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Clin Sports Med. 2011 Jul;30(3):661-70. doi: 10.1016/j.csm.2011.03.011.

Eating for performance: bringing science to the training table.

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  • 1boncilj@upmc.eduSports Medicine Nutrition, Department of Orthopedic Surgery and the Center for Sports Medicine, University of Pittsburgh Medical Center, Center for Sports Medicine, Pittsburgh, PA 15203, USA.


Despite many advances in nutritional knowledge and dietary practices, sports nutrition-associated issues, such as fatigue, loss of strength and stamina, loss of speed, and problems with weight management and inadequate energy intake, are common. Sound nutritional practices and well-designed patterns of eating are not awarded the same priority as training and many athletes fail to recognize that poor eating habits or suboptimal hydration choices may detract from athletic performance. Those who care for athletes and active individuals must take an active role in their nutritional well-being. This article reviews the present generally accepted principles for nutritional management in sport.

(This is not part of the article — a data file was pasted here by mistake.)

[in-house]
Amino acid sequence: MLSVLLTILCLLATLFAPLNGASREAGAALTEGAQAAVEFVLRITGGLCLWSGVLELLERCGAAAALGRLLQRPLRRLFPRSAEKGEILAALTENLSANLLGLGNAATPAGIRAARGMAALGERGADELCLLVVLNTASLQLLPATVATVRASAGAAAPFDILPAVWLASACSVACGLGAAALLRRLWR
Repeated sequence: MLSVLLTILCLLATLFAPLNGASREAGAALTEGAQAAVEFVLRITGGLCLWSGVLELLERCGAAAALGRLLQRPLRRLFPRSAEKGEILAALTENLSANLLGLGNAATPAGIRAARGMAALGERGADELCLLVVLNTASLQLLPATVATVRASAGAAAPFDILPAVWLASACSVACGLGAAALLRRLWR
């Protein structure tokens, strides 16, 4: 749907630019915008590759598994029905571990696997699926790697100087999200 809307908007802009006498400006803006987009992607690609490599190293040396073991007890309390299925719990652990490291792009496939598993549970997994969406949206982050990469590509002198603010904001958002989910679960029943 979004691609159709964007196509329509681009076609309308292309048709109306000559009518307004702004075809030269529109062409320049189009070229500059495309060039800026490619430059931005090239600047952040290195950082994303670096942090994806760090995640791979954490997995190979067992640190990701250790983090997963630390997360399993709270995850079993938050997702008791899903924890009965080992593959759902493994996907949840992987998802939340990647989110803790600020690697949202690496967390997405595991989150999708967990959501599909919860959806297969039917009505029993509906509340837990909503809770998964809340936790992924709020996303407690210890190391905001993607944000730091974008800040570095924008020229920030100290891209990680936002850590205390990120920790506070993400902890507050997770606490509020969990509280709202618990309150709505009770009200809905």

Copyright © 2011 Elsevier Inc. All rights reserved.

[PubMed - indexed for MEDLINE]
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